Dale has problems with his text messages: He doesn't get the entire long message, and it's all chopped up out of order. Leo says it's the carrier that is limiting, or "truncating" his SMS text message to 160 characters, chopping it up, and sending it out in multiple bursts. It's an issue with Sprint, unfortunately. If he can start using a messaging app and convince everyone in the family to do the same, he won't have this issue.
Larry wants to know if sending messages via Facebook affect his data caps. Leo says it's a data only program, so that would be yes. But it's probably not going to affect his data usage by much. Messages from Facebook aren't SMS. They are data based messages. SMS messaging is on the way out. This is why carriers are readily offering unlimited texting plans.
Aaron is looking for an alternative to Skype for voice over IP (VOIP) calling. Is Google Hangouts a good idea? Leo says that Hangouts is a good option, but Google hasn't been giving it much attention to it as of late and may kill it.
Telegram is an encryption system that many use to keep messages secure. The news is that Russians have cracked it, though. That could impact other apps like WhatsApp, but Open Whisper Systems says that WhatsApp, Signal, and even Facebook are still secure in encrypted mode. Leo also says that if you want to encrypt your email, PGP and GPG are still solid.
Read more at Mashable.com.
Aurelia has Facebook on her phone and it's eating up her data plan and text messages. What gives? Leo says that's been a common complaint since Facebook took messaging out of the original app and forced users to message using their Messenger app. Leo says go into Facebook settings and turn off mobile notifications. It's buried deep in the settings. Go into settings -> Notifications -> Text messaging -. TURN THAT OFF. That will save your text messages.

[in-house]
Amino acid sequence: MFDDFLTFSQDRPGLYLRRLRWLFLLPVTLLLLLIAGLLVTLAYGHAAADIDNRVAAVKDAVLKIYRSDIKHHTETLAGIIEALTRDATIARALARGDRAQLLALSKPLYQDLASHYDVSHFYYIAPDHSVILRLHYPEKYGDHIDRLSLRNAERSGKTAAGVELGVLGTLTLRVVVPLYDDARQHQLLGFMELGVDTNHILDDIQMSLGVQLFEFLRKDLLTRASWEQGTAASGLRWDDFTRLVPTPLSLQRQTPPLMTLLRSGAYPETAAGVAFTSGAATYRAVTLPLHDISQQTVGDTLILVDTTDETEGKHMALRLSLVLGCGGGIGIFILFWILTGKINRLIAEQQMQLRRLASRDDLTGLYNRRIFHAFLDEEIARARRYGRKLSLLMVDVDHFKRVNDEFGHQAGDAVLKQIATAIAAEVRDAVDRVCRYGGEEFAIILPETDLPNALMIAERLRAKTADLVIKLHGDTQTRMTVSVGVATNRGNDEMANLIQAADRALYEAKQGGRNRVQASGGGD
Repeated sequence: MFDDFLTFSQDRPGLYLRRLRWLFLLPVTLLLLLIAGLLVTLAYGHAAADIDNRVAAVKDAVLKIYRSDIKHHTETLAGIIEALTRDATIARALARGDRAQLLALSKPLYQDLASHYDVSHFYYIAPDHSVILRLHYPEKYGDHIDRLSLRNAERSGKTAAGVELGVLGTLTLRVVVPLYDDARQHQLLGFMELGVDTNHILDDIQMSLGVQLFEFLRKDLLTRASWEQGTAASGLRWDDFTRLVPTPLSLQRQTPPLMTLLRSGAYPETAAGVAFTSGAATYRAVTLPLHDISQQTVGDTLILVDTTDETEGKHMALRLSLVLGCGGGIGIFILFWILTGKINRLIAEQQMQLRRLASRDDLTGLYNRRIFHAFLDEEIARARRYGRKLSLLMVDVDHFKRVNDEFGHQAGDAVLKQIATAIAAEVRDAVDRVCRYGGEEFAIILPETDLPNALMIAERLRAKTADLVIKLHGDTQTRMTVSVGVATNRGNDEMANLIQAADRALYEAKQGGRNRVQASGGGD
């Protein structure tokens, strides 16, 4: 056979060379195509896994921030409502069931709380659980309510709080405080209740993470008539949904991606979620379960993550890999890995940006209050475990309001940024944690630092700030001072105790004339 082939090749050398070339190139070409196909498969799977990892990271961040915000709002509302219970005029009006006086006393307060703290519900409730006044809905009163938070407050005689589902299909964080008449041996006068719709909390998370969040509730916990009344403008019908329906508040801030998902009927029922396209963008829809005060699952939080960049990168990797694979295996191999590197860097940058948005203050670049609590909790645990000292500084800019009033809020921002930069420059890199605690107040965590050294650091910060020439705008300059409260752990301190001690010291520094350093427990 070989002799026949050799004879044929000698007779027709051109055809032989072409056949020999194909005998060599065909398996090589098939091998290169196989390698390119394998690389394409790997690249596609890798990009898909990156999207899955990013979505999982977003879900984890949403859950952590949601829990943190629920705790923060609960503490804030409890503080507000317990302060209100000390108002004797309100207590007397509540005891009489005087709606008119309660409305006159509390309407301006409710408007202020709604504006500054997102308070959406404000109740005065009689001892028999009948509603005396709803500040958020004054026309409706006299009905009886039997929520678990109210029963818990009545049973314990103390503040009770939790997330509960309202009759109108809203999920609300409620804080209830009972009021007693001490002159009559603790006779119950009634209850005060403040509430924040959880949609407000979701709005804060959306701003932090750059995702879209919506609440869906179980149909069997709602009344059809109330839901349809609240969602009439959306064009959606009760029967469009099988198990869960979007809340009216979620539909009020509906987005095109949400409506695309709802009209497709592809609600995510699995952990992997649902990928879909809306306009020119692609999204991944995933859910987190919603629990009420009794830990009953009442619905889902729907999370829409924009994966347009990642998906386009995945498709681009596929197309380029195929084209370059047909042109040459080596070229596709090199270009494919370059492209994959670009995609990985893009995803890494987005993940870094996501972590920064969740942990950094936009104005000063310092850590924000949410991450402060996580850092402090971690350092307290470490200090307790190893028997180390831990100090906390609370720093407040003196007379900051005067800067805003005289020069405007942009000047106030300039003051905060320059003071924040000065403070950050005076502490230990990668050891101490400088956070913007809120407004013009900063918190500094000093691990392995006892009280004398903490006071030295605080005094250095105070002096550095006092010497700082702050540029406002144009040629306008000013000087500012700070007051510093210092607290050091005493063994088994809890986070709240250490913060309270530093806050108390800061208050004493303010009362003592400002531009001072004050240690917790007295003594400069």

Facebook is facing a virtual revolt from members after they required mobile app users to download their messenger app to use the private message feature. Leo says the app requires a stunning amount of control over a user's phone including making phone calls and text messages on your behalf. The bottom line is, users would have to trust Facebook with their privacy and phone use, and as such, it's proven to give Leo the ideal excuse to delete the app from his phones. He'll just use the desktop app from now on.
Leo decided to try out Facebook Messenger this week since Facebook has decided to force users to use it instead of the regular Facebook app for private messages. Leo says that not only does the app deplete your battery by constantly monitoring your activity and location, but you also can't turn off notifications on messages for longer than 8 hours in the app. As a result, Leo was more than happy to delete both the Messenger app and the Facebook app from his phone. He'll just continue to use Facebook on the desktop instead.